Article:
Forthcoming: GRBS Vol 55 No 3 (Autumn 2015)

Eva Anagnostou-Laoutides, “An Instance of Pathological Love in the Greek Anthology and Elizabethan Poetry”

Asclepiades Anth.Gr. 5.64, portraying Danae as love-sick rather than the mercenary of Christian tradition, inspired Thomas Carew’s finding in her a perfect example of all-devouring passion.

Fernando Notario, “Food and Counter-cultural Identity in Ancient Cynicism”

The Cynics’ attitudes towards food, cookery, and eating were important in signaling their socio-cultural identity, a specific ‘Cynic menu’ serving to distinguish them from high society and its culinary norms.

Gertjan Verhasselt, “The Hypotheses of Euripides and Sophocles by ‘Dicaearchus’”

The collection of Hypotheses is identical with the ‘narrative hypotheses’ found in papyri and medieval prefaces; late Hellenistic, it was not written by the Peripatetic, but possibly by the grammarian Dicaearchus of Sparta.

W. Graham Claytor and Roger S. Bagnall, “The Beginnings of the Roman Provincial Census: A New Declaration from 3 BCE”

A papyrus from Theadelphia, now our earliest census declaration from Egypt, supports the view that the 7-year census cycle was first instituted in 11/0, two decades after the establishment of Roman rule.

Rodney Ast and Julia Lougovaya, “Cybele on the Red Sea: New Verses from Berenike”

A new literary papyrus, one of the few from the Eastern Desert ports, offers some lyric verses describing music and dance in a rite for Cybele.

Katarzyna Jażdżewska, “Dio Chrysostom’s Charidemus and Aristotle’s Eudemus

In addition to its recognized interaction with Plato and Hellenistic philosophy, Dio’s Charidemus, in its format, character, and themes, appears to draw in particular on Aristotle’s lost Eudemus.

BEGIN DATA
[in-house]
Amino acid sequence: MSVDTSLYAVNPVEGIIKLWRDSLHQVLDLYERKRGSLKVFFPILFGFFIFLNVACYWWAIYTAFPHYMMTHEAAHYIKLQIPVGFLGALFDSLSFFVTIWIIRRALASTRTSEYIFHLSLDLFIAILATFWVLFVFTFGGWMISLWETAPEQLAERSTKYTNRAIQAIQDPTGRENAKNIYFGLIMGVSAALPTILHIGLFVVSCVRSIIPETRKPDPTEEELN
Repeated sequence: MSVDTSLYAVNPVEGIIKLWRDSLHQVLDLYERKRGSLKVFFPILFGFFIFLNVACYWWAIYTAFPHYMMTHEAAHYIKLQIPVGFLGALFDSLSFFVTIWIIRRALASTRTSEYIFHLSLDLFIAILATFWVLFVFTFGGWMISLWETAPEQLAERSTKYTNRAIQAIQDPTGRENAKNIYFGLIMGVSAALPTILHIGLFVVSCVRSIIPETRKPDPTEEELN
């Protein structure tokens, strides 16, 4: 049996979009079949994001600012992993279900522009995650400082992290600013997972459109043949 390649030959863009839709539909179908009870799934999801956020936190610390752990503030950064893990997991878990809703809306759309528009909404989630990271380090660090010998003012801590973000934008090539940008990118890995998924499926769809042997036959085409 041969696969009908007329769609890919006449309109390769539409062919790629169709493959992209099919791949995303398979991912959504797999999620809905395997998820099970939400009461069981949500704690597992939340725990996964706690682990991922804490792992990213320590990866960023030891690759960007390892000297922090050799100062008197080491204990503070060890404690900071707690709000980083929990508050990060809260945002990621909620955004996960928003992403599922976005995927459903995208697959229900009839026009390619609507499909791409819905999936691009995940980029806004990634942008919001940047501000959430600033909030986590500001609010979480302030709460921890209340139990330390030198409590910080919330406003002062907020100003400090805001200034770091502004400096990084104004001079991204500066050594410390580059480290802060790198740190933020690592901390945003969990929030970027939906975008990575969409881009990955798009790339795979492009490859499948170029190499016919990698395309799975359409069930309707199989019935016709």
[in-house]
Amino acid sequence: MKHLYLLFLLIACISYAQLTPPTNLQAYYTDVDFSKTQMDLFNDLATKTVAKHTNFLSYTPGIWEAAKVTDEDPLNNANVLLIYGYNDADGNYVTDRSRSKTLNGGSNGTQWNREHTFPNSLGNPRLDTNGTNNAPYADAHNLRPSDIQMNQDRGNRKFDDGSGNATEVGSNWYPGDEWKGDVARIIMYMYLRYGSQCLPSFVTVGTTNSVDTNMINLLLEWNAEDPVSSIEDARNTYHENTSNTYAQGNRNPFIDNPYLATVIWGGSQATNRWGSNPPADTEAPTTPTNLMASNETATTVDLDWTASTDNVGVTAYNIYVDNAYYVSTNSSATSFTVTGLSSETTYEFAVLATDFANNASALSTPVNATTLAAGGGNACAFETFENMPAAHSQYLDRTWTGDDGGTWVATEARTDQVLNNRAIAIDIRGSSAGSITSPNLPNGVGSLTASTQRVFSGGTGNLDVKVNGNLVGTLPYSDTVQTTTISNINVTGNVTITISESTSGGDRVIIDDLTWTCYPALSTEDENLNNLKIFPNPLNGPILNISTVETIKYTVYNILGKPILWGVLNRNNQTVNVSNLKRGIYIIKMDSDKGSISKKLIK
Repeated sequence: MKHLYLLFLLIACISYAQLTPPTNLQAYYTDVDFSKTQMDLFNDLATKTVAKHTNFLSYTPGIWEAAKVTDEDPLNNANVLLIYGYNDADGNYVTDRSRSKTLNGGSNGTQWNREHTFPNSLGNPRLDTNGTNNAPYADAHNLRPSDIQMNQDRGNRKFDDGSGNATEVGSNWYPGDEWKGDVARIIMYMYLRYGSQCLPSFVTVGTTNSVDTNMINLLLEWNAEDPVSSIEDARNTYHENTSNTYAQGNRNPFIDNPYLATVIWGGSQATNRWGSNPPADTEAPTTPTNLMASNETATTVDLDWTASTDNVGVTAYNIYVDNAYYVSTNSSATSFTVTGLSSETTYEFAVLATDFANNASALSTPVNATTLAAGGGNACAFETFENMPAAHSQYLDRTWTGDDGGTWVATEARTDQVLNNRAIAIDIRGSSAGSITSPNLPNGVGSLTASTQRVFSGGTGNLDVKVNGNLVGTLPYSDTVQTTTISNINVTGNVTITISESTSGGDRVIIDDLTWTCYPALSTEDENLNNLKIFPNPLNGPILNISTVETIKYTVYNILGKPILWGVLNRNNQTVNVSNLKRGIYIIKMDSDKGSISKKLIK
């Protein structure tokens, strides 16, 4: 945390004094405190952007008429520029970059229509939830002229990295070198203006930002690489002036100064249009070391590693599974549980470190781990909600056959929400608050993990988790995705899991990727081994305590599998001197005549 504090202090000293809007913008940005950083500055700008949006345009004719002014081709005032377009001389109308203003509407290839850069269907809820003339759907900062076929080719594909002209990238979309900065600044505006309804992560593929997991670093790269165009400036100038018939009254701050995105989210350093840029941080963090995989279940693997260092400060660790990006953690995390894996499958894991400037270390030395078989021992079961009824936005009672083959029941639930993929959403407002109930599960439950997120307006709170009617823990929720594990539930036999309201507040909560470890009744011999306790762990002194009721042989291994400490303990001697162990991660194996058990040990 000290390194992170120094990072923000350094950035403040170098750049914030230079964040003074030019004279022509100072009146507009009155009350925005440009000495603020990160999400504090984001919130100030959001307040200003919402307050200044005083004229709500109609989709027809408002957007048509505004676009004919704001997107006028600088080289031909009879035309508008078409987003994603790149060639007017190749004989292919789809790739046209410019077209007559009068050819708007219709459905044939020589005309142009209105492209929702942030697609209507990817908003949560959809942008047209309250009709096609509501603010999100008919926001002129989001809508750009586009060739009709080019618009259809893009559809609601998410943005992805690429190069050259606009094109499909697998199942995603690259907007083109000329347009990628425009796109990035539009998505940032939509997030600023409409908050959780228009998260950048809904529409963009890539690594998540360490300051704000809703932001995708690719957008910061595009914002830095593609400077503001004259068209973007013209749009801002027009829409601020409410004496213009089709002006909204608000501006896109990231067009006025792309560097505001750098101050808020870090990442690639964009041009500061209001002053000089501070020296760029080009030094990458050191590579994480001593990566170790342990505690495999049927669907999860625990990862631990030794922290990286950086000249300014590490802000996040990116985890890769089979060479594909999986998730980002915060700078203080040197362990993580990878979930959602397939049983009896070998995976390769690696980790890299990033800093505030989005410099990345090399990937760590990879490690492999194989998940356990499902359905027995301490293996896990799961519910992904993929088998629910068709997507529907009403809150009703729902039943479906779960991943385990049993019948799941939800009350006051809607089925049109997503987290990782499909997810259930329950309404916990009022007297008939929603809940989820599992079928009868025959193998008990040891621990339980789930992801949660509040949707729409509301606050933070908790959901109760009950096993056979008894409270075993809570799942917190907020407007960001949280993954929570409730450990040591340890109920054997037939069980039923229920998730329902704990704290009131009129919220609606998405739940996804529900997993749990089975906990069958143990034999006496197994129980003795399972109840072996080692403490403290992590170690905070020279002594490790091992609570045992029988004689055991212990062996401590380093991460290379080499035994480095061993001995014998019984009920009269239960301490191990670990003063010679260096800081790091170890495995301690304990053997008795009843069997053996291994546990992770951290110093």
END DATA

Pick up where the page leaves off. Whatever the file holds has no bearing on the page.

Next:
Cristian Tolsa, “Philosophical Presentation in Ptolemy’s Harmonics: The Timaeus as a Model for Organization”

Ptolemy’s self-representation as philosopher is conventional in the Almagest but not so in Harmonics, which emulates Plato’s Timaeus and makes philosophy the result  of understanding harmonics rather than the premise.

Yanne Broux, “Graeco-Egyptian Naming Practices: A Network Perspective”

The ca. 375,000 Greek, Egyptian, and Latin names attested in Egypt can be usefully studied with network visualization and analysis to provide a fresh perspective on naming practices.

Klaas Bentein, “Particle-usage in Documentary Papyri (I–IV A.D.): An Integrated Sociolinguistically-informed Approach”

To the study of semantic and syntactic properties of Greek particles should be added consideration of the social dimension, as a number of instances show that they can serve to mark the social stratum of the writer and the addressee.

Daria D. Resh, “Toward a Byzantine Definition of Metaphrasis”

Metaphrasis became a major hagiographical practice from the tenth century on, with Choiroboskos (ninth cent.) a key figure in its development; but it gained only limited recognition in Byzantine rhetorical theory.

Lorenzo Miletti, “Rediscovering Myths in the Renaissance: The Calydonian Boar and the Reception of Procopius’ Gothic War in Benevento”

Benevento’s taking the Calydonian Boar as its emblem in the fifteenth century is crucial evidence for the Renaissance response to the text of Procopius, sole testimony to Diomedes’ gift of the boar’s tusks to the city.